On Remembrance Day we used to march from the British Legion Club to Benton Church with the Cubs and Scouts.
I was born in 1926 in Oswin Avenue, Forest Hall. My mother, Sarah, came from Dinnington and my father was born in Park Lane, London, of Greek parents. I was the youngest of four sisters and one brother. Father spent three years in the trenches and was wounded in the arm and gassed. He worked at Dinnington Colliery for a few years and was training to be a Deputy when ill-health stopped him. We relied on the parish and he kept chickens and grew vegetables. I never felt deprived, there were so many in the same situation and neighbours helped each other.
I spent a lot of time playing with the other bairns in the back street. Neighbours I remember well were Mrs Moore and Mrs Robinson. Mrs Moore would sit us on the back step and teach us how to knit. “In, over, through and off” she would tell us. Mrs Robinson would tell us her name was Mary Maria Julia Sophia Nixon Dixon Robinson Robinson! I could never say this right and was a big girl before I could get it right. Now, seventy years after, I can say it without any bother! We played the usual street games, bays, hopscotch, skipping, hidey, chasey, shops and houses and knocky nine doors when it was dark nights. A favourite game was to put on a concert in somebody’s backyard. You paid a pin to get in. Anybody was welcome to sing, dance or do whatever they could to entertain. It was mostly girls who did this.
Two things I remember especially. Mrs Sanderson’s baby had died, and my mother took me to see the baby lying in a tiny coffin. I was not upset – all neighbours’ children were taken to see this. We were told that this was how you went to heaven and the angels would look after the baby there. The other memory did frighten me. A mother and her little girl were murdered by her husband, and the back window of our house overlooked the yard of the house where this occurred. For a long time, I wouldn’t pass the house or go down the street.
About where I live now was a rough grass field where we played a lot. Every year the Hoppings were there for a few days and that was a great treat. There was another field at the top of Landsdowne Road near the doctor’s house. Here we always had the bonfire. All the neighbours came and we had roasted tatties done in the fire, but I can’t remember ever having any crackers (fireworks). Stobie’s shop at the bottom end of Landsdowne Road had a fire once, and all the salvaged and damaged stock was thrown onto the bottom field. All the local children picked it over and over, looking for sweeties and anything else we could find. We were late for school for a good few mornings.
When I was about nine I got scarlet fever and was taken by ambulance (the fever van) to Scaffold Hill Hospital. In those days you were isolated for six weeks and couldn’t have visitors. You could only see your mother through the window, standing outside the railings, but you just had to put up with it. I was in the Brownies and on Remembrance Day we used to march from the British Legion Club to Benton Church with the Cubs and Scouts. My mother was a Standard Bearer in the British Legion – it was a very important day then.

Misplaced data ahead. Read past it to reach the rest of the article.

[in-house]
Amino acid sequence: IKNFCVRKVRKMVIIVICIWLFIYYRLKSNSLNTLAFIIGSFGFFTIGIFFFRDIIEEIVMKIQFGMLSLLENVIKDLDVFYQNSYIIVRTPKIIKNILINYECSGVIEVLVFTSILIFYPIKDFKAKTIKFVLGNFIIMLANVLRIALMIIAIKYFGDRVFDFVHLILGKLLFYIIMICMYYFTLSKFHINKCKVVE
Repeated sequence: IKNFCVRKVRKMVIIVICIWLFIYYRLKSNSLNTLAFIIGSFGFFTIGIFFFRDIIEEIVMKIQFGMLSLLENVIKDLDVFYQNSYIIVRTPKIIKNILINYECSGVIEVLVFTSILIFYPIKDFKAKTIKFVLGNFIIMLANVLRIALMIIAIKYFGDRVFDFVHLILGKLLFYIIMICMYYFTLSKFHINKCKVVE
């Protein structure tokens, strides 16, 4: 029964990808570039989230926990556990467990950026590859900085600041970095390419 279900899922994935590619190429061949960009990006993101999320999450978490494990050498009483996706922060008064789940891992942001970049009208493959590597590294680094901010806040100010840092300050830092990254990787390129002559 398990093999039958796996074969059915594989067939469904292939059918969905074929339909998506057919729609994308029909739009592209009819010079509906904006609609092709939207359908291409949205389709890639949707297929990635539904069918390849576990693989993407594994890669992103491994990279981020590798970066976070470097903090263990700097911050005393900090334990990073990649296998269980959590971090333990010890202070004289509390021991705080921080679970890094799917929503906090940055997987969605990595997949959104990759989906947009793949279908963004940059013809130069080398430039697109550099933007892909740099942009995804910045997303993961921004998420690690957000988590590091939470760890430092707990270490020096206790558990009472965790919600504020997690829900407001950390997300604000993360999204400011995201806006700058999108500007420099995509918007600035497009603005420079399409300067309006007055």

I was about twelve when we moved to Rocket Way and I went to Ivy Road School. The war was on then and we had to go into the big shelters when the sirens went. The teachers used to get us all to sing. I don’t remember many air raids but once there were some bombs dropped in the fields up Rocket Way which caused a bit of excitement. My brother Jim was lost at sea in June 1942.
Before the war one of my older sisters was in service in London and had not been in touch for some time. My mother was worried and decided to go to London to see her. I went with her. We went by steamer from Newcastle Quay. I don’t remember much about it except sitting in the bow a very long time. We were outside all the time and what I remember most is the black smoke from the stack blowing on us as we sat on a wooden bench. I don’t know if we were there through the night, but mother had arranged for some friends to meet us and take us to their house. When we went to see my sister, she was alright and had been doing some extra cleaning. I can’t remember how we got back or coming home at all.
I left school on the Friday and started work on the Monday at the sugar factory on Benton Road. I worked a week and a half and was paid off on the Wednesday because they had no more sugar. Perhaps the war had something to do with it. Coming home on the tram, I got talking to a girl I knew and she said, “try Wilson & Carter on Northumberland Street in Newcastle”. I started there at 7/- a week as a counter assistant, but not until I had been taught how to address the customers properly and treat them in the correct manner. They were very particular. I used to travel on the tram as they ran right through Forest Hall then. I worked there from 14 till I left to be married when I was 29, by which time I was a Buyer.
There was plenty to do in Forest Hall. We had the new Ritz Cinema and when we were younger there was the old “Gaff”, round the corner from Garbitts, around where Harts hardware shop stands now. There were Saturday night dances in the Labour Hut and the R.E.M.E. had a camp at Palmersville and they had a dance with their own band which was always popular.